So beautifully written The Perfect World of Miwako Sumida might top my best book in 2020 chart. But that’s a decision to be made for another day, as I have just download Clarrisa’s first book, also set in Japan, titled RainBirds. 

Update: Avid Readers is hosting a free online Queer Book Club on The Perfect World of Miwako Sumida on 4th November and a conversation with the author the day after.

Hallo uit Amsterdam

Thirty-six hours later, we finally reached Amsterdam. Schiphol airport looked lovely in the morning. After showing our bleary faces to the immigrant officer, we loaded our three luggage into a big taxi and head to the very hip Conscious Hotel Vondelpark hotel, where we will be staying for the night.

Since it was just 8 AM, our rooms were ready yet. So we opened our luggage on the lobby, spilling half of our stuff onto the floor. Finally, after we managed to pack up the luggage and freshen ourselves up, we went out to explore the city.

This time, Amsterdam was just a stopover. We didn’t have many plans, except to eat stroopwafel, meet our cousin and get high at night.

First stop: coffee. We stepped inside a cute little coffee shop run by a Japanese.

Is there a saying about missing a foreign place when you are in another foreign place?

Happy to report that the coffee in Amsterdam was good.

We then walked around the town to find the little bakery that sold stroopwafel that I had with my cousin and her friend five years ago. Stroopwafel and another cuppa later, we continued walking around the city. We stopped for a midday drink at a fancy looking place before joining the free walking tour. We walked along the canal, the red light area and a shopping district. In one of the stops, I bought shell to ad to my jar back home. I also went inside a weed shop trying to get something for Fafa. But I was too afraid that Australian immigration will catch me that I came out empty-handed.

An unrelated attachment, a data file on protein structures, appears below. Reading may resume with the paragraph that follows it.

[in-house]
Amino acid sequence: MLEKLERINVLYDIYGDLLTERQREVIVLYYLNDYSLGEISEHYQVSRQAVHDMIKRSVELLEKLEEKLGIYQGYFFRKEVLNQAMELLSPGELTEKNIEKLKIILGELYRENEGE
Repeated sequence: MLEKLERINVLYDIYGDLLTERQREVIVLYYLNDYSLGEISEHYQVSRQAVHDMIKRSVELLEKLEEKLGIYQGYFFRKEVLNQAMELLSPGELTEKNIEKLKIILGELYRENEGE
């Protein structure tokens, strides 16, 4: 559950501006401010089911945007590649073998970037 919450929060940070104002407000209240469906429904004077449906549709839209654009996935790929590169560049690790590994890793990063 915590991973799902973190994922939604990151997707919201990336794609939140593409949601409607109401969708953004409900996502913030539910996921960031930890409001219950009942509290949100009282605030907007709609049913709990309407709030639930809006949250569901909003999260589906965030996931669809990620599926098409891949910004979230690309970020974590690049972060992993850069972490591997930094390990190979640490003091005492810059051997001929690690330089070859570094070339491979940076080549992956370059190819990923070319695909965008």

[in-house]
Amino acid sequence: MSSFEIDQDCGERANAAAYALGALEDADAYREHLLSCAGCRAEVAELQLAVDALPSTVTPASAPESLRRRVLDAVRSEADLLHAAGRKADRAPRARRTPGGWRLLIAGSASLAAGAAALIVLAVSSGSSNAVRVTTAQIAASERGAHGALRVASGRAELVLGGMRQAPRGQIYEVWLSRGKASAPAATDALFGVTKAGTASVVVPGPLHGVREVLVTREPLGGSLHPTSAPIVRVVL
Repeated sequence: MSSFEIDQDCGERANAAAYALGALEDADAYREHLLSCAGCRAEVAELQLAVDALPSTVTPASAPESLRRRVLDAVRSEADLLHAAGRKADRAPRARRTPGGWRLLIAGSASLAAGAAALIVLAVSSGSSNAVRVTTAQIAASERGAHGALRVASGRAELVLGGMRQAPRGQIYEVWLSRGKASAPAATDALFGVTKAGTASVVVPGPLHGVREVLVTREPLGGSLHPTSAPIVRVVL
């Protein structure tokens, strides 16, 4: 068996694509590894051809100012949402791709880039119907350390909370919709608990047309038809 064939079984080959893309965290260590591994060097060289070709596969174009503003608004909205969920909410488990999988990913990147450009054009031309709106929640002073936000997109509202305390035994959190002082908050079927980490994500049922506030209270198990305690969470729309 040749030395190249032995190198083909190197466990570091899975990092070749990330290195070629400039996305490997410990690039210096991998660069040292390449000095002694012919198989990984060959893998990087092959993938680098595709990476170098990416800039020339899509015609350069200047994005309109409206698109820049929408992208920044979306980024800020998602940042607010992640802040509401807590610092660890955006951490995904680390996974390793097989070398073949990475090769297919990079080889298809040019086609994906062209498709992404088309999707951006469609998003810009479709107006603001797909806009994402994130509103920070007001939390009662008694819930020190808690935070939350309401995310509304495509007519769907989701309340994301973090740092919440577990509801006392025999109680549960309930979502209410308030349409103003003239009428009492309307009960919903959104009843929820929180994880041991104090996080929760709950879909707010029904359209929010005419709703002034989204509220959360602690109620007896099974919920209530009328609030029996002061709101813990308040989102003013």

We then had lunch late lunch at the Indonesian restaurant Kanjtil and went back to the hotel to rest.

In the evening we picked our cousin and went to Sampoerna, another Indonesian food feast. Full, cold but very happy we walked around to find the small cafe that sells the best space cake. Once acquired, we shared it between the four of us. Soon after we went back to the hotel and here I am writing this and waiting for the cupcake to take effect.

Unfortunately, I don’t feel anything, just uber tired, which that makes sense because I haven’t slept for almost two days and I am on my period. I guess it’s sleep time for me as we are flying to Norway tomorrow morning.

Goedenacht!

White Rice and White Wine

If you were on the death row, what would your last meal be?

I reread the Skyped message that popped on my desktop screen.

It was from Pedro.

If it was anyone else, my reaction would either be “WTF” or “hu?”.

But coming from him, the question was as normal as a “Good morning“.

That’s how he usually greets me every day; with a question, more often than not, with bizarre ones. After all, our friendship is strongly based on life’s morbidness. We celebrate death, worship Kali, discuss heartbreaks, and quiz each other on serial killers trivia.

This is not an easy question to digest first thing in the morning.

I know that my last meal needs to be epic.

The thing is, I have way too many dishes I love so much; from Singaporean chicken rice, Indonesian nasi Padang to Indian dosa.

After wasting a good chunk of the working hour, I typed my answer.

I told him that if I were to face the death penalty (hopefully for doing something semi-heroic) my last meal would be a South Indian crab masala thali meal.